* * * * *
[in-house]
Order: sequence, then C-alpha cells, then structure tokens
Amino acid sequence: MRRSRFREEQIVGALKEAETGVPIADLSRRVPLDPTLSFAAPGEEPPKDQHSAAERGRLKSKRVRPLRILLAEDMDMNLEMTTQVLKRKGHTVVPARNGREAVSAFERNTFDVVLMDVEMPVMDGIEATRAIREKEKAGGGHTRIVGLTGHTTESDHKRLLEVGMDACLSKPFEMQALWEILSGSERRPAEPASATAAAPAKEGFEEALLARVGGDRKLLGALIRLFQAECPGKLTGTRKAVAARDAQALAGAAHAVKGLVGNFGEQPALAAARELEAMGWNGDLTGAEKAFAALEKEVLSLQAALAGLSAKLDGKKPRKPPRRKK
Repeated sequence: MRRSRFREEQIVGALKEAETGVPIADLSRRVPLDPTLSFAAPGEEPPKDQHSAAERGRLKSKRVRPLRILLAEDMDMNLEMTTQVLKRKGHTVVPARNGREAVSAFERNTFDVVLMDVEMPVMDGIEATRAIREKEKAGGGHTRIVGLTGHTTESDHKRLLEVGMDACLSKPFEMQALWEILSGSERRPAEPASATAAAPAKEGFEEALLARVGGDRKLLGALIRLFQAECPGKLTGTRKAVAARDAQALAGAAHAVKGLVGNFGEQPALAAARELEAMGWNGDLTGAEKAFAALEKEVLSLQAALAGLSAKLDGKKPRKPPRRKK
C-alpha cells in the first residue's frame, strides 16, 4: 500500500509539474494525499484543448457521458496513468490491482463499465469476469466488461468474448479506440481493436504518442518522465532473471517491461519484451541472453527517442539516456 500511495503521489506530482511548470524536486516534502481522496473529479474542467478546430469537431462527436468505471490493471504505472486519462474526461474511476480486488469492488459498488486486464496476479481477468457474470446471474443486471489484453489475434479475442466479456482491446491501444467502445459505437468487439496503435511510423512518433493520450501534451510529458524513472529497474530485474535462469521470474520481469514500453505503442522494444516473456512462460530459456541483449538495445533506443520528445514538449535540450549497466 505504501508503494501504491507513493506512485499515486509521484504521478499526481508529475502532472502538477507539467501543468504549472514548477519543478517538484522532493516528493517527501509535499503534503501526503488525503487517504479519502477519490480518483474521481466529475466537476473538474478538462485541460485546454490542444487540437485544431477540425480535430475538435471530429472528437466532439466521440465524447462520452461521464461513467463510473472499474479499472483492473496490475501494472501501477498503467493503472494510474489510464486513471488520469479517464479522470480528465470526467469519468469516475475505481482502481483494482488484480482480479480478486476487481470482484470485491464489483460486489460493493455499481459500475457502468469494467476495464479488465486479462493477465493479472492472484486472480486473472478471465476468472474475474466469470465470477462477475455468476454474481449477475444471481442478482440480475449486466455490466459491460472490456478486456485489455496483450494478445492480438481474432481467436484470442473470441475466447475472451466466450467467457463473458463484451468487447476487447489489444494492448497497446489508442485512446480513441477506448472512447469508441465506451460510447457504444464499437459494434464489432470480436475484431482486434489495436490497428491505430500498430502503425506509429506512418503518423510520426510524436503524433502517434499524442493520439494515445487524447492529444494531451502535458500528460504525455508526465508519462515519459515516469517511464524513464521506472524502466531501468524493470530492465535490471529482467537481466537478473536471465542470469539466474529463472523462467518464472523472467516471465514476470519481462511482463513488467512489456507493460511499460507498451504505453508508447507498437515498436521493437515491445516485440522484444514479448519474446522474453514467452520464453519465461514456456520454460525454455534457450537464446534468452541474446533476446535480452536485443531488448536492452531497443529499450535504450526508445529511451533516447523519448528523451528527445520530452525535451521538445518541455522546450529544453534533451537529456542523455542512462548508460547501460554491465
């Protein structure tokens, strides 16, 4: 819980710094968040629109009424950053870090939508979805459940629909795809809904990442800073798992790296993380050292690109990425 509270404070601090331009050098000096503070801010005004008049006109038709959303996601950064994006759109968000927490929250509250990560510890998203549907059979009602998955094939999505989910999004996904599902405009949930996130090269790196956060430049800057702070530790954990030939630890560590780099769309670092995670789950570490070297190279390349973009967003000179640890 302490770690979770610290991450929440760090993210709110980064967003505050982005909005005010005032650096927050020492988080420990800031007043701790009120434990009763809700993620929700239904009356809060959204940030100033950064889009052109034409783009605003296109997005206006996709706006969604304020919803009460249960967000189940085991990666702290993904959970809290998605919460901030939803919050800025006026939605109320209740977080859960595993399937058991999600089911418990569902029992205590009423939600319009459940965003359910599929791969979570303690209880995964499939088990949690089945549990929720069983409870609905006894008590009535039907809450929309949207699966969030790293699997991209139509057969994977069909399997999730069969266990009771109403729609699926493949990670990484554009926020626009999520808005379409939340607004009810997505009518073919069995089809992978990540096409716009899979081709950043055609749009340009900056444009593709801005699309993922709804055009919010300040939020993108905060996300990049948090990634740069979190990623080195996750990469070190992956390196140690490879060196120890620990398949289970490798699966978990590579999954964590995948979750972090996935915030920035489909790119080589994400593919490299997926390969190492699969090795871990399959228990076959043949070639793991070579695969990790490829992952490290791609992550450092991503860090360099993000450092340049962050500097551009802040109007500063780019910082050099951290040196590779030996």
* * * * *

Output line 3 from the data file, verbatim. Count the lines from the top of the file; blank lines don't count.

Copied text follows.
Amino acid sequence: MRRSRFREEQIVGALKEAETGVPIADLSRRVPLDPTLSFAAPGEEPPKDQHSAAERGRLKSKRVRPLRILLAEDMDMNLEMTTQVLKRKGHTVVPARNGREAVSAFERNTFDVVLMDVEMPVMDGIEATRAIREKEKAGGGHTRIVGLTGHTTESDHKRLLEVGMDACLSKPFEMQALWEILSGSERRPAEPASATAAAPAKEGFEEALLARVGGDRKLLGALIRLFQAECPGKLTGTRKAVAARDAQALAGAAHAVKGLVGNFGEQPALAAARELEAMGWNGDLTGAEKAFAALEKEVLSLQAALAGLSAKLDGKKPRKPPRRKK